Well, that was awkward. After spending the better part of two years frothily denouncing the government, the ECP, the courts, NADRA, and every other person/institution not directly associated with his party, Imran Khan has conceded that the infamous claim he made about ’35 punctures’ – seats that were allegedly rigged by the caretaker administration in the Punjab during the 2013 elections – was nothing more than ‘political speech’. Conflicting statements coming from within the PTI about the veracity of the claim have only muddied the waters further although it is clear that this entire affair is one that has tarnished the reputation of the party and its leaders.

The falsity of the 35 punctures claim is not a trivial matter for several reasons. For one, it raises important questions about the tactics that have thus far been employed by the PTI in its quest for electoral accountability. Other than the fact that it severely undermines the credibility of the party’s allegations regarding misconduct in the 2013 polls, it also reinforces the belief that the PTI’s entire campaign these past two years is one that has been poorly conceived and executed. Notwithstanding the PTI’s disastrous and utterly unnecessary alignment with dubious political forces like the PAT, the party’s continued insistence that the ECP and its attendant institutions are working to protect the PML-N government is increasingly coming up against multiple reports and analyses, including some submitted to the Judicial Commission, that indicate how the PTI lacks the kind of robust evidence needed to prove its claims of systematic and widespread electoral rigging.

This is unfortunate because there is a strong case to be made for urgent reform of the ECP and the entire framework of electoral politics in Pakistan. As the proceedings of the Judicial Commission come to a close and the nation waits for its rulings, one thing that has emerged from this entire saga is the undeniable fact that elections in Pakistan are marred by incompetence and inefficiency, and that even in the absence of a ‘systematic’ attempt to manipulate polls, procedural and logistical constraints, coupled with the dynamics of local patron-client politics, certainly create the space for fraud and dishonesty. While it is ultimately the task of the Judicial Commission to determine whether or not the PML-N and its allies engineered an elaborate scheme through which to steal the 2013 elections, it would not be surprising to find that the absence of a master-plan did not preclude certain seats and constituencies from being subjected to malpractice. Indeed, that is exactly what has been found by the election tribunals that have overturned results in cases where credible evidence of rigging existed.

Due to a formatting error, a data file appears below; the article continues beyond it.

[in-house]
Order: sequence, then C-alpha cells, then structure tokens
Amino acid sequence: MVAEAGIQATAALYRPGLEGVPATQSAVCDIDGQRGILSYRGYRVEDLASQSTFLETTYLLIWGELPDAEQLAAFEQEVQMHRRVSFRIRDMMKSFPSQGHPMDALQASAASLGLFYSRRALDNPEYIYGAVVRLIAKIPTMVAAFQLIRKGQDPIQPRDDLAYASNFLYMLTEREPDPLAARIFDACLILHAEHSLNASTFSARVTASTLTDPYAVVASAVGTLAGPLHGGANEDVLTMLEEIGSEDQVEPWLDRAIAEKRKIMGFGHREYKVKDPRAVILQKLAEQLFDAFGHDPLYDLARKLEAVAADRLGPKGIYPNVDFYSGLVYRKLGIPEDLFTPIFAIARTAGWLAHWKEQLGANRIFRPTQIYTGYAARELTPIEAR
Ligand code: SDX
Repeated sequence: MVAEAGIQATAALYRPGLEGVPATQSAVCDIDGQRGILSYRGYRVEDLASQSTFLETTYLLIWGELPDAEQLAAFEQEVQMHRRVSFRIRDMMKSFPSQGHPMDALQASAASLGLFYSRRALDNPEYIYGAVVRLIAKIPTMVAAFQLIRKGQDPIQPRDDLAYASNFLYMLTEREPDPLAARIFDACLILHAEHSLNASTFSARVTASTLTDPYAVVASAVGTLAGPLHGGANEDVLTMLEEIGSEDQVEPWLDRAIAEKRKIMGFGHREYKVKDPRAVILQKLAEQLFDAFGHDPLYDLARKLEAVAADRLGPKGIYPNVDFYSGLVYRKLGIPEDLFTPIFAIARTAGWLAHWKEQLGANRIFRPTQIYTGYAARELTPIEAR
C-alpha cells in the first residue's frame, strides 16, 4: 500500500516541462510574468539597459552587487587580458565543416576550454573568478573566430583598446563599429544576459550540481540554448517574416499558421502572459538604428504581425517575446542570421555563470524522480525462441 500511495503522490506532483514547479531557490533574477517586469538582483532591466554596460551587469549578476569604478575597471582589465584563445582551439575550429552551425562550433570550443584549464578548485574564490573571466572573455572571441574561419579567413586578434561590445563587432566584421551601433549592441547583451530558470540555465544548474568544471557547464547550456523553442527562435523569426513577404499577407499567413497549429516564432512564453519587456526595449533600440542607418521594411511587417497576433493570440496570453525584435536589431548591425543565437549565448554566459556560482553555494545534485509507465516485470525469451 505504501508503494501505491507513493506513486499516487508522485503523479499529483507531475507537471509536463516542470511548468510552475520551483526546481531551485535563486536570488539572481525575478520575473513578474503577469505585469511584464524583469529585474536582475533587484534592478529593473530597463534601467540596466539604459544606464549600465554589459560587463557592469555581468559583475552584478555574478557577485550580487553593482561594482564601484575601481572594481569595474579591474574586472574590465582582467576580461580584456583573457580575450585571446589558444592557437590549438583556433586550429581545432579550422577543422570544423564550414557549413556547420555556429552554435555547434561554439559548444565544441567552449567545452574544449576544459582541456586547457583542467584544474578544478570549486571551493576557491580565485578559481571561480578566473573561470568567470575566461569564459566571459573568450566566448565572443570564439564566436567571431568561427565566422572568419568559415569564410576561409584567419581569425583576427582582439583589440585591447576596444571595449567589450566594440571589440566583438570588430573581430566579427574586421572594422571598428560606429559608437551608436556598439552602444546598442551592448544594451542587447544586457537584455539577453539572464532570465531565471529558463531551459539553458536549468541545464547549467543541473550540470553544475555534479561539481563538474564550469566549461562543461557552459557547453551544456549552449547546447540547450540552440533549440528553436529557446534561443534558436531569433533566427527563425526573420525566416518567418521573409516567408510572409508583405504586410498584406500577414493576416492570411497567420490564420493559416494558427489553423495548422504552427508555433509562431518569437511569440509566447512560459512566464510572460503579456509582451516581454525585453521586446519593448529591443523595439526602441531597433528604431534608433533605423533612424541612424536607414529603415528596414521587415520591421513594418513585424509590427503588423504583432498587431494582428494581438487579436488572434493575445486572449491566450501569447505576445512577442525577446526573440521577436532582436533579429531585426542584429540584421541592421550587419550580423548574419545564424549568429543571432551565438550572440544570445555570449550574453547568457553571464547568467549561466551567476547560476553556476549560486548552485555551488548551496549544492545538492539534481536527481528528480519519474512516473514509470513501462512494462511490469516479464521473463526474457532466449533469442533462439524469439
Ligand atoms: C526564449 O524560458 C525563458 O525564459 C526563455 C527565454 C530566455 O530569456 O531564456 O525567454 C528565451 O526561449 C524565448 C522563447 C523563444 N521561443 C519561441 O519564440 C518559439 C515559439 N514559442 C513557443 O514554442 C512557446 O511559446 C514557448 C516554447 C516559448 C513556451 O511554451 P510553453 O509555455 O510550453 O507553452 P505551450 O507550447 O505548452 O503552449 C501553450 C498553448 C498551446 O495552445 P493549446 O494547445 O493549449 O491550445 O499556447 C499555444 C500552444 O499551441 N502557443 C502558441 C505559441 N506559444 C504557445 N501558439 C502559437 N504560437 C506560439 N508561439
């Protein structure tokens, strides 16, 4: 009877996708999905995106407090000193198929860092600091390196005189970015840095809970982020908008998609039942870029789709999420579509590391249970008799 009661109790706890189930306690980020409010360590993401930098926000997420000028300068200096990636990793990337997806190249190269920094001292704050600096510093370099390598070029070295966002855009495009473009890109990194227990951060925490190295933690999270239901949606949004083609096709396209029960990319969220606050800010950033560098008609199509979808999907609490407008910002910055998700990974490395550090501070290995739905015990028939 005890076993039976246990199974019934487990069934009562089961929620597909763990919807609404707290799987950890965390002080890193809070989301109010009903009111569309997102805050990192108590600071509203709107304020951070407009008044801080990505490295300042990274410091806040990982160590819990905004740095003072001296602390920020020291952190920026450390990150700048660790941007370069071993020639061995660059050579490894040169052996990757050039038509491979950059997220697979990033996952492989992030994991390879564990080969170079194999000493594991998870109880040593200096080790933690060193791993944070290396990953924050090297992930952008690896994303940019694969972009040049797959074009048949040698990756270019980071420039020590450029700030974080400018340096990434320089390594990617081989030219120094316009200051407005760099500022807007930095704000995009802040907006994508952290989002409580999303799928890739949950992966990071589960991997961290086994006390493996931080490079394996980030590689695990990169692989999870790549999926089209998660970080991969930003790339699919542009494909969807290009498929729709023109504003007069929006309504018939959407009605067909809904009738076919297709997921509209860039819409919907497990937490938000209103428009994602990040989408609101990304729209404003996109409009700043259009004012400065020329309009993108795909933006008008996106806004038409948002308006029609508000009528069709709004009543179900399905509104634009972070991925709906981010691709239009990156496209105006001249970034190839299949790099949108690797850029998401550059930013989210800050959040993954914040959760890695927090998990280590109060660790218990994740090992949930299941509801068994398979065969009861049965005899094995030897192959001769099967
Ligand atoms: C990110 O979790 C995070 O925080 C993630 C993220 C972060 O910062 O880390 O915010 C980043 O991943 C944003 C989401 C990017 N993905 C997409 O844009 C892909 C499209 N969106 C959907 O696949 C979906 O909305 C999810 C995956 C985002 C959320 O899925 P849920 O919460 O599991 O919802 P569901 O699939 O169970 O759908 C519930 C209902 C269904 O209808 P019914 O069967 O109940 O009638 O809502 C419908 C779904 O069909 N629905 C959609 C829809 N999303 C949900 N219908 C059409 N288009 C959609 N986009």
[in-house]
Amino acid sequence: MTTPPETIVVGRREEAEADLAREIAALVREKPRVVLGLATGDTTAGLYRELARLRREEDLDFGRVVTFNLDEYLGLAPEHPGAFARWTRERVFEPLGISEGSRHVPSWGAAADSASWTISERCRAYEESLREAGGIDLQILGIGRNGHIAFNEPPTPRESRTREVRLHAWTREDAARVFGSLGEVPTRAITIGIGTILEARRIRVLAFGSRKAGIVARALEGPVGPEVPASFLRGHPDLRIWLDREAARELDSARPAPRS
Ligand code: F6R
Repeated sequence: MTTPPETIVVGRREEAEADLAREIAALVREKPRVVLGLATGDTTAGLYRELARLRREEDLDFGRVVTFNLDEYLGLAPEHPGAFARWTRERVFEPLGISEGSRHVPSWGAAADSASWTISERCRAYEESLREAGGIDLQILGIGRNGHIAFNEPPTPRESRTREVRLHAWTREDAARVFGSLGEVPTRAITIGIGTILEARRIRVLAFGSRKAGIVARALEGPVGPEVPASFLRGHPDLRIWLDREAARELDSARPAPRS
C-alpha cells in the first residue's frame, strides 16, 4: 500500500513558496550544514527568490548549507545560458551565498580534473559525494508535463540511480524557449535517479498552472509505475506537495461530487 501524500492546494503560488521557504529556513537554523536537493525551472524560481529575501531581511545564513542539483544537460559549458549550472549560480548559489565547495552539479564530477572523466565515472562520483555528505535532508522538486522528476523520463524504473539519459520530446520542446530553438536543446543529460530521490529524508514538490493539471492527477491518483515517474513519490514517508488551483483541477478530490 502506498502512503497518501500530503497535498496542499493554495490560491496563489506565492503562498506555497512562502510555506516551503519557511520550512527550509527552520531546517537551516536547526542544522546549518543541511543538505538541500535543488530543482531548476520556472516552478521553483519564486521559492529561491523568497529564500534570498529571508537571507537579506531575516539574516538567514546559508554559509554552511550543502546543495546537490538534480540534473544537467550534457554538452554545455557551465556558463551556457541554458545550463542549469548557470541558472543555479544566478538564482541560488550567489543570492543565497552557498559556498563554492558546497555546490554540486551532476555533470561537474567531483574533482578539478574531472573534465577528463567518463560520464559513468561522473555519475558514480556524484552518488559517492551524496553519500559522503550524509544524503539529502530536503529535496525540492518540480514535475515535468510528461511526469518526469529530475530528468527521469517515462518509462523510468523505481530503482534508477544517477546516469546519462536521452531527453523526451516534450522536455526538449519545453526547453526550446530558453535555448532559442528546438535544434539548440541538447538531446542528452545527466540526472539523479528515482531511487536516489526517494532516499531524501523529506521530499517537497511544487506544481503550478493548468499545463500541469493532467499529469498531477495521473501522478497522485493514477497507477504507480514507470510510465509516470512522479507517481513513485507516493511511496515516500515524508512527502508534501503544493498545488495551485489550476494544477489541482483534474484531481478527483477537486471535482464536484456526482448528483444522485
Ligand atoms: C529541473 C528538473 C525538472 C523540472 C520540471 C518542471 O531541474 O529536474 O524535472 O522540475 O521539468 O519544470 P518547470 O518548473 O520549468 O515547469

As such, in the absence of a concerted attempt to ensure that the ECP is transformed into an institution that has both the will and the capacity to discharge its responsibilities effectively, elections in Pakistan will continue to be marred by the uncertainty that has been seen these past two years. The best check on attempts to rig elections would be oversight exercised by a powerful, independent body possessing both the expertise, and the mandate, to carry out its work while remaining relatively impervious to the blandishments and sanctions coming from political actors at different levels. Even though the ECP that was constituted for the 2013 elections possessed greater independence than its predecessors, it still lacks the manpower and capacity to function in a fashion that is truly autonomous and impartial. An interesting and informative contrast can be made with the Election Commission of India, which manages to effectively oversee and conduct elections involving an even larger and, arguably, more rambunctious electorate than Pakistan’s. The difference lies in the degree to which the two ECs have been empowered to undertake their tasks.

By focusing almost exclusively on the alleged shenanigans of the PML-N, the PTI has missed an opportunity to push for a debate on the ECP itself and the ways in which it could be reformed to prevent repeats of what the party has claimed happened in 2013. As a party enjoying considerable popular support and a significant presence in parliament, the PTI could have taken the lead on proposing legislation that would have strengthened the ECP and substantively improved the quality of democracy in Pakistan. Instead, it chose a more confrontational path that has ultimately proven to be inconsequential.

The effects of this are already visible. As Punjab, Sindh, and Islamabad prepare to hold local government elections later this year, there is no evidence to suggest that any meaningful attempts have been made to redress the shortcomings, both deliberate and inadvertent, that led to irregularities in the 2013 elections. Once again, while the PTI continues to allege that the PML-N is engaged in systematic pre-poll rigging, it has done little in the way of pressing for constructive institutional changes that could ensure the polls are conducted in a more transparent and democratic manner.

Instead, the PTI remains mired in factional in-fighting, launching the occasional salvo at its opponents while struggling to get its own house in order. In a continuation of the schizophrenic strategy that saw it accommodate established (and often discredited) politicians in an attempt to gain electoral advantage in 2013, the PTI has opened its doors to defectors from other parties. In the absence of any concrete ideological positions, on the part of the party and those whose ambitions it now entertains, it would be reasonable to assume that the PTI’s politics is simply coming to reflect the same opportunistic trading of power, privilege, and position that characterises the other mainstream parties. Whatever else it might be, it seems increasingly clear that the PTI is not a party of change.